Wednesday, 4 July 2012

John Lewis connects with its communities

Retailing is so often focused on price competition, and yet strong, positive relationships with customers and their communities can make a real difference in long-term loyalty.

John Lewis is opening its doors to community groups that need meeting space, expertise and other assistance. Among the groups that have taken advantage of free meeting space in John Lewis department stores are Friends of the Welsh National Opera, Jo's Cervical Cancer Trust and the Peace Hospice.

'We'd like our shops to become a place where the community is happy to spend time, for use as a genuine resource', says Managing Director Andy Street.

Each John Lewis department store has a community liaison coordinator to work with local groups in identifying needs and providing resources such as free meeting space or volunteers recruited from store staff. These personal connections help the retailer integrate more fully into the everyday life of the community, a key element in social responsibility.

Take a look at the John Lewis Partnership's social responsibility page for info about other steps the retailer is taking to connect with its communities.

Sunday, 1 July 2012

Why sponsors support the Olympics

Coca-Cola UK answered one of the FAQs about its involvement with London 2012 (and its support of the Olympic Games since 1928) by pointing to brand-building and quality:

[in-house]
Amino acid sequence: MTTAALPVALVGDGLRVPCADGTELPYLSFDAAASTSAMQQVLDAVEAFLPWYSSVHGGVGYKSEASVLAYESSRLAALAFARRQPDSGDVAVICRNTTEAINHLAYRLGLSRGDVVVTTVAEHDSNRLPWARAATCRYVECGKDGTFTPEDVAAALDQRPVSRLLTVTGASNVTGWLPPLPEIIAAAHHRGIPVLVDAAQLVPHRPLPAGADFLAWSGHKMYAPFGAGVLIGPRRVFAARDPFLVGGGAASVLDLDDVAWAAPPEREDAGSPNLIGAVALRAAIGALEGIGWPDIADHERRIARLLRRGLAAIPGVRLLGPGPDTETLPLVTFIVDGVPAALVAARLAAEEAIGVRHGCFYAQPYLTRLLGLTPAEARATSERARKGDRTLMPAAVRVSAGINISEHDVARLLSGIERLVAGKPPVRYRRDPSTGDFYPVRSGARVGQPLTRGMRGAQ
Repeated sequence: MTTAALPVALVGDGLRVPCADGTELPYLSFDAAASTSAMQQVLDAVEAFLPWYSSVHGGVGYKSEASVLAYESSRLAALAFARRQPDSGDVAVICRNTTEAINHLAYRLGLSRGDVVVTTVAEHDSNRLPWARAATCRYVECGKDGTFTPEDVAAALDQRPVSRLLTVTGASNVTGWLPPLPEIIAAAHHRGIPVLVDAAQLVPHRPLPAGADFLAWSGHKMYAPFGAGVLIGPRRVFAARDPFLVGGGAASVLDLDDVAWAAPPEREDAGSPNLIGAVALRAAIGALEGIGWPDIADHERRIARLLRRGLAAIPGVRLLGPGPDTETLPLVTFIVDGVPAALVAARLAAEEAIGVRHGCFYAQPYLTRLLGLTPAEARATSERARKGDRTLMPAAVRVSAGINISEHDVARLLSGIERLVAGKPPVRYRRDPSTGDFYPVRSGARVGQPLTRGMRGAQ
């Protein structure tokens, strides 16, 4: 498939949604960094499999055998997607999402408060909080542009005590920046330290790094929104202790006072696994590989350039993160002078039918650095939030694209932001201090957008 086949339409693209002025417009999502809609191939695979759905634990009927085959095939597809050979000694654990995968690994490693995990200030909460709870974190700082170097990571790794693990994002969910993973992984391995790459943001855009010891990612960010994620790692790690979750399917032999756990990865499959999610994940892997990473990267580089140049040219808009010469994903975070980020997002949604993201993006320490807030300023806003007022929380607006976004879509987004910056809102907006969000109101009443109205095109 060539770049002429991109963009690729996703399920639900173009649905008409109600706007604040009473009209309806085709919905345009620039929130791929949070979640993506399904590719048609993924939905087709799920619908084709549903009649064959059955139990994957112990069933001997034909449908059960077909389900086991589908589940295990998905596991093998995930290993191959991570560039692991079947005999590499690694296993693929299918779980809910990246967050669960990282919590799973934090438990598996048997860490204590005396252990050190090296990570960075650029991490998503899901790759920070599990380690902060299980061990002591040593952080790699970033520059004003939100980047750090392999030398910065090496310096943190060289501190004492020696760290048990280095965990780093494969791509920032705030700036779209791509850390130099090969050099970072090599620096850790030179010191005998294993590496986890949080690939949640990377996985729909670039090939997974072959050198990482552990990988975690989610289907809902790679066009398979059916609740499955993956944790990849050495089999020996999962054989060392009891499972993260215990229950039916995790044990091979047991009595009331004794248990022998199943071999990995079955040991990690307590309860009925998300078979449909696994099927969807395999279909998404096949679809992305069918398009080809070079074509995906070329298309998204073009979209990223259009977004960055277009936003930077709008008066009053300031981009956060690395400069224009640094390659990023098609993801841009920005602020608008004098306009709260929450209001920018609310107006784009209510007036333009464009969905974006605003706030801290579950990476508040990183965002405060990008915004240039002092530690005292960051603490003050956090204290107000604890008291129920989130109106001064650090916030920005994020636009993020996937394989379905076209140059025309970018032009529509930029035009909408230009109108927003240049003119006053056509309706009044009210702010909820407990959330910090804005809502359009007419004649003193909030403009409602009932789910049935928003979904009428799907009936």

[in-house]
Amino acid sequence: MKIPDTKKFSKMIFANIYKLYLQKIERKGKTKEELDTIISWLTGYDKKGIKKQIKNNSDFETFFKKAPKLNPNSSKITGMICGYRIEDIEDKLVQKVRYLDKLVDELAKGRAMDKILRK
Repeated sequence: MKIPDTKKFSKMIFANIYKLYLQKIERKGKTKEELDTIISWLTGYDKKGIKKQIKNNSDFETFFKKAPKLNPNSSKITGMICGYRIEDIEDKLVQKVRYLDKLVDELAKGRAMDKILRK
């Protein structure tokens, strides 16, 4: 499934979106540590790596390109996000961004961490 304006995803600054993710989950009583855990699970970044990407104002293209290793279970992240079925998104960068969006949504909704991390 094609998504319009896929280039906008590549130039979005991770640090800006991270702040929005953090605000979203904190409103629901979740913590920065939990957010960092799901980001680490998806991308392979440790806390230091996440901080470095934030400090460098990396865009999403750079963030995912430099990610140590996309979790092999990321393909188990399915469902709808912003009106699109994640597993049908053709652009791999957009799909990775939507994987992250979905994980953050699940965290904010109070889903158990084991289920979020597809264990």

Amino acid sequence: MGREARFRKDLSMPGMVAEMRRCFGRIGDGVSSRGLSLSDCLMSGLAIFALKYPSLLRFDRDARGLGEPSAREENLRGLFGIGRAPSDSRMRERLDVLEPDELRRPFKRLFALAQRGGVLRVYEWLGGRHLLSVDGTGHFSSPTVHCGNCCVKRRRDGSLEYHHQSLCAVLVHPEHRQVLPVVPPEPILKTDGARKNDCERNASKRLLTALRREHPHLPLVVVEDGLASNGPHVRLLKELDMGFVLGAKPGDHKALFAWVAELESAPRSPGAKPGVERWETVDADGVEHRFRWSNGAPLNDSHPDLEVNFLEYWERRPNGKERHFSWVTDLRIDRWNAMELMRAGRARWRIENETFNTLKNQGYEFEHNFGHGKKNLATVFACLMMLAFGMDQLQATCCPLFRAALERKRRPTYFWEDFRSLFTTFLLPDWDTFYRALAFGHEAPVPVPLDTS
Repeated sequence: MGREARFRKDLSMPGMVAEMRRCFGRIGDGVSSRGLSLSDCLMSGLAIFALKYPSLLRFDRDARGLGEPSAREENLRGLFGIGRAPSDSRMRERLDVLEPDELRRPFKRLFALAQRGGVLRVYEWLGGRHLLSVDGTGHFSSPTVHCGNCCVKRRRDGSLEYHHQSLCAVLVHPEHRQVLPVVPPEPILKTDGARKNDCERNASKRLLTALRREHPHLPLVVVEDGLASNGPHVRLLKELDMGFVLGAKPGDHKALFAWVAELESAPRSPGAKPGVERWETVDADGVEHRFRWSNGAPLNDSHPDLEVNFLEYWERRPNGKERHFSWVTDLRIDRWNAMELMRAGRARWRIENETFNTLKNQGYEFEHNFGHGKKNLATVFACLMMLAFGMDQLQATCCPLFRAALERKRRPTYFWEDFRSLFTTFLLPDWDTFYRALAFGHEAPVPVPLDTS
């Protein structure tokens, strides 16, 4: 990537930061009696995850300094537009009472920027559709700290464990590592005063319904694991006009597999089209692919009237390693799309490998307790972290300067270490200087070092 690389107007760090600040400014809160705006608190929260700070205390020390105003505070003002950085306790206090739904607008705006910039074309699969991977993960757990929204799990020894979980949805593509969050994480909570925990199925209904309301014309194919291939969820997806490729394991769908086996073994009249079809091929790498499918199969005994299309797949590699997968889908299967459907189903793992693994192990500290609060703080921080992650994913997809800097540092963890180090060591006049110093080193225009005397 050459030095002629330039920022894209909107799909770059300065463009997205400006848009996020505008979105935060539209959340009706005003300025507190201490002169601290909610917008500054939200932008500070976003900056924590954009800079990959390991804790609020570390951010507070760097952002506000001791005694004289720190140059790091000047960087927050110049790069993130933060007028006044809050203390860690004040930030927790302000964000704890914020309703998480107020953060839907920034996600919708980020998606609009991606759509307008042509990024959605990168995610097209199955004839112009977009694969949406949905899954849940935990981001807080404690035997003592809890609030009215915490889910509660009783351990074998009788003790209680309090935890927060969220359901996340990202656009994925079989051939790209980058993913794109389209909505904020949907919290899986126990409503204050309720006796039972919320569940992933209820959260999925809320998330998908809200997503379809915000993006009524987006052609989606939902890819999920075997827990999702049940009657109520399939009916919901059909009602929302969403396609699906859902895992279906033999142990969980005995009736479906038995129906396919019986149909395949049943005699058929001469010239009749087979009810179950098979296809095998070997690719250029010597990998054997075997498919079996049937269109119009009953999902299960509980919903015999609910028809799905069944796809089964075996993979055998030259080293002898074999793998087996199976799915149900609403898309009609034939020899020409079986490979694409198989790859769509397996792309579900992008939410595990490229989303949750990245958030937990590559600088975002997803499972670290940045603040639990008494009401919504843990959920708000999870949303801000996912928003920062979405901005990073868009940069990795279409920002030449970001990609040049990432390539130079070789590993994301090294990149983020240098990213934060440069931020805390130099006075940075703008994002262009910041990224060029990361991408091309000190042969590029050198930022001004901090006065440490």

We are a business, and so part of the reason for our sponsorship is to build awareness for our brands and the wide choice of quality and refreshing drinks we offer consumers. We sell a range of drinks at all Olympic venues during the events. Coca‑Cola also shares the Olympic Movement's vision of connecting people with sport, and we are committed to promoting active, healthy lifestyles and increasing participation in sport at every level.
Panasonic explains its support of the Olympics by showing the connection with the passion that athletes and fans have for sports and the company's ability to provide tools for self-expression and the joy of sharing:
Panasonic is proud to support the Olympic Movement which aims to promote world peace through sports . . . Panasonic is committed to "Sharing the Passion" of athletes with people around the world and connecting people who are passionate about sports and the Olympic Games . . . Panasonic also empowers consumers with new tools for self expression and heightens the joy of sharing with consumer digital cameras, camcorders, and Internet TVs. Though made for the consumer, these devices integrate sophisticated audio video technologies used in a broad array of Panasonic's professional systems for applications such as large-screen display and broadcasting equipment.
Procter & Gamble says it's supporting the Olympics for three reasons: business, corporate branding and internal marketing. To quote the UK and Ireland Olympic Projects Director:
"First it is to build the business. Anyone who does a partnership deal and says it is not to build their business, then you wonder what they are doing it for . . . Secondly, we have made a clear decision to use the Olympics to launch Procter and Gamble as a corporate brand, as something separate from the individual brands that P&G owns . . . The other reason for backing the games is that it can be a powerful tool within our workforce, in the UK and around the world."
From today, the Olympic Games begin in 26 days. The world will be watching and cheering!